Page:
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Iraq: ICRC activities in April 2009

12-05-2009 Operational Update

The ICRC remained concerned about indiscriminate attacks as civilian lives continued to be claimed in incidents in Baghdad, Ninewa, Mosul, North Diyala, Anbar and Kirkuk. It provided support for emergency medical care and maintained a range of activities benefiting the civilian population.

A hospital in Kirkuk. A man watches over his daughter, a bombing victim.    
  ©Reuters / M.Ameen    
A poor neighbourhood in Baghdad's Abu Dsheer district.    
  ©ICRC / S. Omar/ iq-e-00714    
A young patient being treated at Al Sadr hospital.    
  ©ICRC / S. Omar/ iq-e-00717    
The ICRC distributing relief items in Zafarniya, Bagdad.    
ICRC assistance for vulnerable women in the Zafarniya area of Baghdad.    
  ©ICRC / S. Omar/ iq-e-00717    
An ICRC technician at Al Wethba water pumping station, near Baghdad.    

The month of April saw an increase in bomb attacks and other security incidents in Baghdad, Ninewa, Mosul, North Diyala, Anbar and Kirkuk, where the security situation was shown to be fragile, despite improvements seen in other parts of the country. Civilian lives continued to be claimed in the violence. The ICRC remained concerned about indiscriminate attacks.

In early April, the ICRC facilitated the repatriation of eight foreign nationals released from Fort Suse Federal Prison in Suleimaniya, in the northern part of the country. " It is often difficult for foreigners held in Iraq to return home on their own when they are released, " said Laurent Saugy, coordinator for ICRC protection activities in Iraq. " The ICRC helps them return so they can be reunited with their families after their release by the detaining authorities. It does this on purely humanitarian grounds upon the request and with the full consent of the persons concerned. " This was the second time since September 2008 that the ICRC had facilitated the repatriation of foreigners released by the Iraqi authorities.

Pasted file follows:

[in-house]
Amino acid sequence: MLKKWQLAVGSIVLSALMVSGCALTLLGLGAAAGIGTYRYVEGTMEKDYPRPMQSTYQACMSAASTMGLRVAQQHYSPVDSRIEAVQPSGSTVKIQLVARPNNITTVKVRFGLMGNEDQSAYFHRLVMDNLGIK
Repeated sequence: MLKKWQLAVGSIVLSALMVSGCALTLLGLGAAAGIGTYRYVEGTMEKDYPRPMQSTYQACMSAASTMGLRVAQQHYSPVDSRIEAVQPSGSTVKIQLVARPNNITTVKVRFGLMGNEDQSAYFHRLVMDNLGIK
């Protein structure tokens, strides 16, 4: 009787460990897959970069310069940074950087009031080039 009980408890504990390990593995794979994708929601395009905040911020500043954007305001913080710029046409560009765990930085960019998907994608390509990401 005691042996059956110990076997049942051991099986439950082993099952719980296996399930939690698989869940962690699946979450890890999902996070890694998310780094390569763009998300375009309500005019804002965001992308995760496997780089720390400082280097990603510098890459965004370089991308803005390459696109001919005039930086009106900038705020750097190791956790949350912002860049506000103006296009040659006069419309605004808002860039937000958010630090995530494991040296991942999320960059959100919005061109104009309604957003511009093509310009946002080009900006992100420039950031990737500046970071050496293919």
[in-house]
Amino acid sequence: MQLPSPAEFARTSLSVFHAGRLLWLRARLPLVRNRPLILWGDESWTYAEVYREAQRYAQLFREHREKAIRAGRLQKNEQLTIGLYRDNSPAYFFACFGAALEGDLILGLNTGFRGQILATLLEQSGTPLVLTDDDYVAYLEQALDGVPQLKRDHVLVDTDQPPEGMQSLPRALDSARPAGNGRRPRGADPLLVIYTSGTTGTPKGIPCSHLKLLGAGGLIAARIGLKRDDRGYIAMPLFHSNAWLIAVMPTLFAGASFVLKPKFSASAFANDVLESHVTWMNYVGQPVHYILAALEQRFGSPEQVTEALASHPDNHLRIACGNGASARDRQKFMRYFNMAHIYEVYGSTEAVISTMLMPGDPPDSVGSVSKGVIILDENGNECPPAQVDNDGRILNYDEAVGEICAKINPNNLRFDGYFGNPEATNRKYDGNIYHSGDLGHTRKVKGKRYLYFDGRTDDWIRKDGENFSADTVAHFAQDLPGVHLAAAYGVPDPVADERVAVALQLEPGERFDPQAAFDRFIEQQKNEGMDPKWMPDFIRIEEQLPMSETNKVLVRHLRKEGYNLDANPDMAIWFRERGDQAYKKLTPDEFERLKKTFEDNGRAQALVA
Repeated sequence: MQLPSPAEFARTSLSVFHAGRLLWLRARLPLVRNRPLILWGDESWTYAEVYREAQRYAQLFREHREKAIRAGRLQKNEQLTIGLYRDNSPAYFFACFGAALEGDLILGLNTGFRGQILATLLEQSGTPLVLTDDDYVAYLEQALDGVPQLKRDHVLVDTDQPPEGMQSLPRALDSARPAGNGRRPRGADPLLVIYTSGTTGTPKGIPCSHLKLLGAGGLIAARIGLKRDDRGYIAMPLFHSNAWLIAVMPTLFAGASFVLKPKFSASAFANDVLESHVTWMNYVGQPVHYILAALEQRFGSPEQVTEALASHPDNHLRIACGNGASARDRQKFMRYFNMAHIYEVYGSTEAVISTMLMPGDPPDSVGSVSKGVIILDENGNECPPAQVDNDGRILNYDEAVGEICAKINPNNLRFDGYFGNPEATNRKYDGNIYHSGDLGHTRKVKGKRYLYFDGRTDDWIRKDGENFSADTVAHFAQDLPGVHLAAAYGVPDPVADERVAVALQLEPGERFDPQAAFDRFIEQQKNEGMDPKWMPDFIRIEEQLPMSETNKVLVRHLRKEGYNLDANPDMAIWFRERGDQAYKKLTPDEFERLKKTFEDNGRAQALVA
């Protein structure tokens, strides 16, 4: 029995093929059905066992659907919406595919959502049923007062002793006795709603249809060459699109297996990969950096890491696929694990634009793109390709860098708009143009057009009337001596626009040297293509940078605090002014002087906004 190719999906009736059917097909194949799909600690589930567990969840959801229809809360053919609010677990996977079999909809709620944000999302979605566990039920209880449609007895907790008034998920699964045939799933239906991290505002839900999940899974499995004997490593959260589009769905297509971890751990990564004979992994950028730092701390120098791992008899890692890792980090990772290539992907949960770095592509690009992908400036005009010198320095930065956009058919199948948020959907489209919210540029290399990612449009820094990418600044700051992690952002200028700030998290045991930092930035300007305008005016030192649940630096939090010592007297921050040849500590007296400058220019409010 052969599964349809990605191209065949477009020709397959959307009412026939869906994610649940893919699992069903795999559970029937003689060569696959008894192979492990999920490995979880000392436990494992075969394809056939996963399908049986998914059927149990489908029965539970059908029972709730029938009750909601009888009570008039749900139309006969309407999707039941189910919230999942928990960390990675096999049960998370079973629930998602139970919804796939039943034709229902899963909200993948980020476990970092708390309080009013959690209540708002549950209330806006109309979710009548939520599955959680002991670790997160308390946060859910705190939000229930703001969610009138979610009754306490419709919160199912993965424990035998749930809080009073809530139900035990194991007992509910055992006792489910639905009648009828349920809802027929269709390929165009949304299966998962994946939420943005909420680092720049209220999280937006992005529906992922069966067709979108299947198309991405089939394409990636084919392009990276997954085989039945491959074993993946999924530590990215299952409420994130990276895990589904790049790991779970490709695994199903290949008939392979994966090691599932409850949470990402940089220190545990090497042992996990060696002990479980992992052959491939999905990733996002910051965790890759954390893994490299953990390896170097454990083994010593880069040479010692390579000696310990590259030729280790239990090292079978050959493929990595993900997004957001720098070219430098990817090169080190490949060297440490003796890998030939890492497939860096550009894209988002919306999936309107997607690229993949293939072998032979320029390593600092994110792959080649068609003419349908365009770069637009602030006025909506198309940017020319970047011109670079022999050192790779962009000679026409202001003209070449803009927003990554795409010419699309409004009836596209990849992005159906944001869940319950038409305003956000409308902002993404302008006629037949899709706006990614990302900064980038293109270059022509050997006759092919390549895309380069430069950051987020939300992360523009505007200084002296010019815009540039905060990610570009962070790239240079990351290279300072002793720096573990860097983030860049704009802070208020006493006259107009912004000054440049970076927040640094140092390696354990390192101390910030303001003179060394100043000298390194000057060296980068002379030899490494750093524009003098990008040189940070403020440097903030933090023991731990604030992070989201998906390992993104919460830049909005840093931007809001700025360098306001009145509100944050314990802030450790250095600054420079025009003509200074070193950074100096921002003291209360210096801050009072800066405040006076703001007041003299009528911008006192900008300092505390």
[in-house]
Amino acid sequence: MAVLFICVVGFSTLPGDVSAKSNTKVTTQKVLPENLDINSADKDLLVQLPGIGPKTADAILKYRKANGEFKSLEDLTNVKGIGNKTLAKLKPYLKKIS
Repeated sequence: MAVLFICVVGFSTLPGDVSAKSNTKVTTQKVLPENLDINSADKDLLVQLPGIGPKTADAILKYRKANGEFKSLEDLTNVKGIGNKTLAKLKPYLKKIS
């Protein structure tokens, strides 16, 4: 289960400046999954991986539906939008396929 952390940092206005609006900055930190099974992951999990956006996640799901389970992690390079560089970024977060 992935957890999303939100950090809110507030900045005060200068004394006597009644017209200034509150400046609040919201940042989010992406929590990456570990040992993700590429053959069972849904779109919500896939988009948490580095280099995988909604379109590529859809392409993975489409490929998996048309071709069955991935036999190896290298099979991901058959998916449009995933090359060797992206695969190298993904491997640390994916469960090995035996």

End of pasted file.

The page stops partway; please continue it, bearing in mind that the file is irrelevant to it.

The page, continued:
Visiting detainees and restoring family links  

The ICRC visits detainees held by the Iraqi authorities and US/Multi-National Force – Iraq in connection with the conflict to monitor their treatment and conditions of detention. In April, the ICRC:

  • carried out a visit to the US internment facility at Camp Bucca, southern Iraq, where more than 10,000 people are currently held;

  • assess ed the treatment of prisoners held in Fort Suse Prison in Suleimaniya, northern Iraq, under the authority of the Iraqi government;

  • visited for the first time the Juvenile Correctional Facility of Al-Kharkh, Baghdad, under the authority of the Iraqi government;

  • carried out eight visits to other detention centres, mostly in the governorate of Dohuk.

The ICRC helps people deprived of their freedom to restore and maintain contact with their families by arranging for visits from their next of kin and by enabling them to share family news through Red Cross messages or phone calls.

  • More than 12,500 Red Cross messages were exchanged between detainees throughout the country and their families in April.

In mid-April, members of five Iraqi families travelled to Kuwait for the first time to visit their relatives detained in Kuwait Central Prison since the 1990-91 Gulf War. The visit was organized by the ICRC in coordination with the respective government authorities.

 Delivering aid to displaced and otherwise vulnerable people  

The ICRC continued to provide emergency and relief assistance for people displaced by the armed conflict and to those suffering the effects of natural disasters such as severe drought.

  • Food parcels, hygiene kits and essential household items were delivered to about 55,000 people in Baghdad, Al Anbar, Ninewa, Suleimaniya and Diyala governorates.

In April, food was distributed to almost 66,000 people affected by severe drought in Suleimaniya, Erbil, Dohuk, Diyala, Kirkuk and Ninewa governorates.